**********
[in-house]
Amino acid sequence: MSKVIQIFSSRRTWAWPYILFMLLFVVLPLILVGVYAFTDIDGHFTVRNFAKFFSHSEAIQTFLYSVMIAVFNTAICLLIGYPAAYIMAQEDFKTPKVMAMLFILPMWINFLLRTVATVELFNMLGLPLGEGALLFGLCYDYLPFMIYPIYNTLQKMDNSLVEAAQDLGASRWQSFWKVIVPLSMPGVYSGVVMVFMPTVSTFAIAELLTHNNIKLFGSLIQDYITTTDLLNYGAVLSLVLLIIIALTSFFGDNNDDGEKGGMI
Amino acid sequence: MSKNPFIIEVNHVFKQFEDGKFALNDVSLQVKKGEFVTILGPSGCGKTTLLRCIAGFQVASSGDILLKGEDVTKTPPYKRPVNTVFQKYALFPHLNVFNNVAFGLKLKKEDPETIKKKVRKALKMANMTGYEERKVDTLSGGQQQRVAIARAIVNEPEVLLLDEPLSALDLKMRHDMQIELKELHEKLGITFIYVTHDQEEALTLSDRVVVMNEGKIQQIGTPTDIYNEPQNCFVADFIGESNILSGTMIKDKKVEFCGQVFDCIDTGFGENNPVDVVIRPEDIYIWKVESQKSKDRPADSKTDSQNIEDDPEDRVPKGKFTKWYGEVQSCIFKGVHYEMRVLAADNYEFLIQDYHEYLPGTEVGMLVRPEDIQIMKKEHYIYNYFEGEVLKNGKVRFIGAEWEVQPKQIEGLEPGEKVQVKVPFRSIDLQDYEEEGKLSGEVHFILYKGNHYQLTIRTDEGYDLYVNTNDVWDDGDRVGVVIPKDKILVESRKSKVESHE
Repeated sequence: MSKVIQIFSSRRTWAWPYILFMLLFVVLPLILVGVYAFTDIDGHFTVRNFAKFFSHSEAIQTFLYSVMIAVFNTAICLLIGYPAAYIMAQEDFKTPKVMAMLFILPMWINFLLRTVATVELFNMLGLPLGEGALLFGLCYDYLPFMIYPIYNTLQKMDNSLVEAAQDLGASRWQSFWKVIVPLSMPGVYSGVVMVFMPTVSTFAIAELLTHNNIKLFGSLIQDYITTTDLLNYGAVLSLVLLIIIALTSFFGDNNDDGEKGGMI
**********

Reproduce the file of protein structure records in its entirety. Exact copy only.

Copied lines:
[in-house]
Amino acid sequence: MSKVIQIFSSRRTWAWPYILFMLLFVVLPLILVGVYAFTDIDGHFTVRNFAKFFSHSEAIQTFLYSVMIAVFNTAICLLIGYPAAYIMAQEDFKTPKVMAMLFILPMWINFLLRTVATVELFNMLGLPLGEGALLFGLCYDYLPFMIYPIYNTLQKMDNSLVEAAQDLGASRWQSFWKVIVPLSMPGVYSGVVMVFMPTVSTFAIAELLTHNNIKLFGSLIQDYITTTDLLNYGAVLSLVLLIIIALTSFFGDNNDDGEKGGMI
Amino acid sequence: MSKNPFIIEVNHVFKQFEDGKFALNDVSLQVKKGEFVTILGPSGCGKTTLLRCIAGFQVASSGDILLKGEDVTKTPPYKRPVNTVFQKYALFPHLNVFNNVAFGLKLKKEDPETIKKKVRKALKMANMTGYEERKVDTLSGGQQQRVAIARAIVNEPEVLLLDEPLSALDLKMRHDMQIELKELHEKLGITFIYVTHDQEEALTLSDRVVVMNEGKIQQIGTPTDIYNEPQNCFVADFIGESNILSGTMIKDKKVEFCGQVFDCIDTGFGENNPVDVVIRPEDIYIWKVESQKSKDRPADSKTDSQNIEDDPEDRVPKGKFTKWYGEVQSCIFKGVHYEMRVLAADNYEFLIQDYHEYLPGTEVGMLVRPEDIQIMKKEHYIYNYFEGEVLKNGKVRFIGAEWEVQPKQIEGLEPGEKVQVKVPFRSIDLQDYEEEGKLSGEVHFILYKGNHYQLTIRTDEGYDLYVNTNDVWDDGDRVGVVIPKDKILVESRKSKVESHE
Repeated sequence: MSKVIQIFSSRRTWAWPYILFMLLFVVLPLILVGVYAFTDIDGHFTVRNFAKFFSHSEAIQTFLYSVMIAVFNTAICLLIGYPAAYIMAQEDFKTPKVMAMLFILPMWINFLLRTVATVELFNMLGLPLGEGALLFGLCYDYLPFMIYPIYNTLQKMDNSLVEAAQDLGASRWQSFWKVIVPLSMPGVYSGVVMVFMPTVSTFAIAELLTHNNIKLFGSLIQDYITTTDLLNYGAVLSLVLLIIIALTSFFGDNNDDGEKGGMI